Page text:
Aging with multiple sclerosis: prevalence and profile of cognitive impairment
The increase in life expectancy of patients with multiple sclerosis (MS) requires a better knowledge of disease features in the older patients group.
To describe the prevalence and profile of cognitive impairment (CI) in older patients with MS and perform a comparison with younger patients.
Patients were consecutively recruited for 6 months. Cognitive performance was assessed through the Brief Repeatable Battery and the Stroop Test. CI was defined as impairment in ≥ 2 cognitive domains.
We identified 111 patients older than 55 years (mean age 59.7 years). The prevalence of CI was 77.4%, which was significantly higher than in younger patients (42.8%; p < 0.01). Information processing speed was the most impaired domain (68.8%), followed by verbal learning (49.5%), executive function (47.7%), and visuospatial learning (26.6%). We found no significant differences in the prevalence of impairment in the distinct cognitive domains between older and younger patients with CI. Depression and fatigue were not associated with increased CI among patients in the older age group (p > 0.70).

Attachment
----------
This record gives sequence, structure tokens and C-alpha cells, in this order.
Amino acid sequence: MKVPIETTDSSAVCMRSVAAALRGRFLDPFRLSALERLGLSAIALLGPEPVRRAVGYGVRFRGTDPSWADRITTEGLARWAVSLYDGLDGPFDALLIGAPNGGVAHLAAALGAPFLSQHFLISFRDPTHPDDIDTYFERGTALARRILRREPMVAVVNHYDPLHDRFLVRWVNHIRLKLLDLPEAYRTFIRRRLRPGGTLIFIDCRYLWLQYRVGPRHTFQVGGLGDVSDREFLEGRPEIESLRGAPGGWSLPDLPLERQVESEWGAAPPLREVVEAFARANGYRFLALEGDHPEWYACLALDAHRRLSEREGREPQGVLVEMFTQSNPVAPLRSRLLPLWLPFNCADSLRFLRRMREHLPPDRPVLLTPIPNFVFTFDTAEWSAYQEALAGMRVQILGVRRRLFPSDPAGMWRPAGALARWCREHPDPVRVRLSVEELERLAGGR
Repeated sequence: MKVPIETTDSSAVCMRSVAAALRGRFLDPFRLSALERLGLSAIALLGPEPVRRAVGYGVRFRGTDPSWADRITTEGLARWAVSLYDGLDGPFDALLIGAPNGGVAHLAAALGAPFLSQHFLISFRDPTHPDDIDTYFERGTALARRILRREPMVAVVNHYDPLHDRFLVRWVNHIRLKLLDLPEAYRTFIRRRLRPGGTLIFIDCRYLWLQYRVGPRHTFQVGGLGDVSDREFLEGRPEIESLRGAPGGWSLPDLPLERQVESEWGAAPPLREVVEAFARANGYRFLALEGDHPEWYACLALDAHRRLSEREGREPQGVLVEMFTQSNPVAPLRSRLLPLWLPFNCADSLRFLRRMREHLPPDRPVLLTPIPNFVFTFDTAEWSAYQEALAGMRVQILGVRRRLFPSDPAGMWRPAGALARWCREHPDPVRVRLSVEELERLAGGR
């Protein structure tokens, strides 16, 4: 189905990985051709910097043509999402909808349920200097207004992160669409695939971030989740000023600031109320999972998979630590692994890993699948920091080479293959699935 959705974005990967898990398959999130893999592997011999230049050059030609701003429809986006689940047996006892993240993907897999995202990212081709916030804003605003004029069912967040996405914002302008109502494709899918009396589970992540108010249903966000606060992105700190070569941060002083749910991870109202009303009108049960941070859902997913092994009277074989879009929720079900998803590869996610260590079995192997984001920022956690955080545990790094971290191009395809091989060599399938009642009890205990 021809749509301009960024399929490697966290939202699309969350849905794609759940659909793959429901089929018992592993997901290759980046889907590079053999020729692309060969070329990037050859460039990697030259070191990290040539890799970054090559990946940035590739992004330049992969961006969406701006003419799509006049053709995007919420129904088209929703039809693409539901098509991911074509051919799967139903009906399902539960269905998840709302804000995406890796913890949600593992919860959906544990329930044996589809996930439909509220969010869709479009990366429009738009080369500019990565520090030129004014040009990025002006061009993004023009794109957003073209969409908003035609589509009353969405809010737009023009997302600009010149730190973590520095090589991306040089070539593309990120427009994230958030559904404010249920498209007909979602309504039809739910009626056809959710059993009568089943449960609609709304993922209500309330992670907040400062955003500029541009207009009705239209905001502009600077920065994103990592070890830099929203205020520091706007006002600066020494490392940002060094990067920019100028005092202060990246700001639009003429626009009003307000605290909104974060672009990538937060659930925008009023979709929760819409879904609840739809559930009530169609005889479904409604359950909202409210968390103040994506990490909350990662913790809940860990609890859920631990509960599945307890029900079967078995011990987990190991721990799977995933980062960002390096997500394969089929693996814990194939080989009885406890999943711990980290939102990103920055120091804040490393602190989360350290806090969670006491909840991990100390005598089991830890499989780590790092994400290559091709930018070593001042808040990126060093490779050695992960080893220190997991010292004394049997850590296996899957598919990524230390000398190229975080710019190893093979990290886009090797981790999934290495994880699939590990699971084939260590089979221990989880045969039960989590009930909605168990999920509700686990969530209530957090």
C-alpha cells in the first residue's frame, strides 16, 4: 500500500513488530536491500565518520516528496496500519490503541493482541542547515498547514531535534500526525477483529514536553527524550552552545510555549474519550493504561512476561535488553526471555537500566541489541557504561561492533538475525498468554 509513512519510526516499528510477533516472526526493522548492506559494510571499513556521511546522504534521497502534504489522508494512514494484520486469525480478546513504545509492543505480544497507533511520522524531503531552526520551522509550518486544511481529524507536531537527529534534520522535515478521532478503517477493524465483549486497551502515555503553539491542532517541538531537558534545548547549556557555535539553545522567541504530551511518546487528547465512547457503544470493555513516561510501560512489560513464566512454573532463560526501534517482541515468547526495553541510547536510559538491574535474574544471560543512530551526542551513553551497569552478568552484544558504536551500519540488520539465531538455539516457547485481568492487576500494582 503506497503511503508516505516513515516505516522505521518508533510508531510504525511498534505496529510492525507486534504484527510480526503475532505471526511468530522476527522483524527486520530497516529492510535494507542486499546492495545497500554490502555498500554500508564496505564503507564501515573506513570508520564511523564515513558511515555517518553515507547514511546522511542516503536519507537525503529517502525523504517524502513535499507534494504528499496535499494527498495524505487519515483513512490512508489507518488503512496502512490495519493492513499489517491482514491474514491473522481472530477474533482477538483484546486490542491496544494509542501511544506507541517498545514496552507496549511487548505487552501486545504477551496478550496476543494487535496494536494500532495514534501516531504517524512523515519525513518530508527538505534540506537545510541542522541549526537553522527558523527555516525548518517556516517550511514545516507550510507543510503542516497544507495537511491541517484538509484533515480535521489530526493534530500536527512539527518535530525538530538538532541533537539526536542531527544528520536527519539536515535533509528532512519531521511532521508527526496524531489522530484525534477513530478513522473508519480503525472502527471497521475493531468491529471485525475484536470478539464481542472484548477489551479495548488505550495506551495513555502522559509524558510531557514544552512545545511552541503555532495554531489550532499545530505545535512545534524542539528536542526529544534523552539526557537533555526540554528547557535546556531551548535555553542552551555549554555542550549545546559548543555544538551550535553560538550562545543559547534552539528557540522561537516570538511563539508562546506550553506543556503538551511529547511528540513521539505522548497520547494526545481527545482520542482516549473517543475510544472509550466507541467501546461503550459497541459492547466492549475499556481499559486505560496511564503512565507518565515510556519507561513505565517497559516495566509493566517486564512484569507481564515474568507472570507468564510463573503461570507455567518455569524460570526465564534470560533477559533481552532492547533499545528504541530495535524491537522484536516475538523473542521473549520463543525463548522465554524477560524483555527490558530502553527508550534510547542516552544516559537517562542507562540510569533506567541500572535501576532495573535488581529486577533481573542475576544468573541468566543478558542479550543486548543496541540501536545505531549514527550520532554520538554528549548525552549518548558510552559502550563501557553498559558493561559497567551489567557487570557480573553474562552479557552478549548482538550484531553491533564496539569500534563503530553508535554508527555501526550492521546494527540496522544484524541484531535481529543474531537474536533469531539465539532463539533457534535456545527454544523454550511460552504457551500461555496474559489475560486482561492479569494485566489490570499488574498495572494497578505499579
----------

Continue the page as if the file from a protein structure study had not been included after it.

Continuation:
There is a remarkably high frequency of CI in older patients with MS. The similar profile of CI between older and younger patients suggests that CI is mostly directly related to MS itself and not to comorbid age-related disorders.
KeywordsMultiple sclerosis Cognitive impairment Aging Epidemiology
This research received no specific grant from any funding agency in the public, commercial, or not-for-profit sectors.
Compliance with ethical standards
All the enrolled patients provided informed consent and the study was approved by the ethical committees of all recruiting institutions.
All procedures performed in studies involving human participants were in accordance with the ethical standards of the institutional and/or national research committee and with the 1964 Helsinki declaration and its later amendments or comparable ethical standards.
Conflict of interest
The authors declare that there is no conflict of interest.
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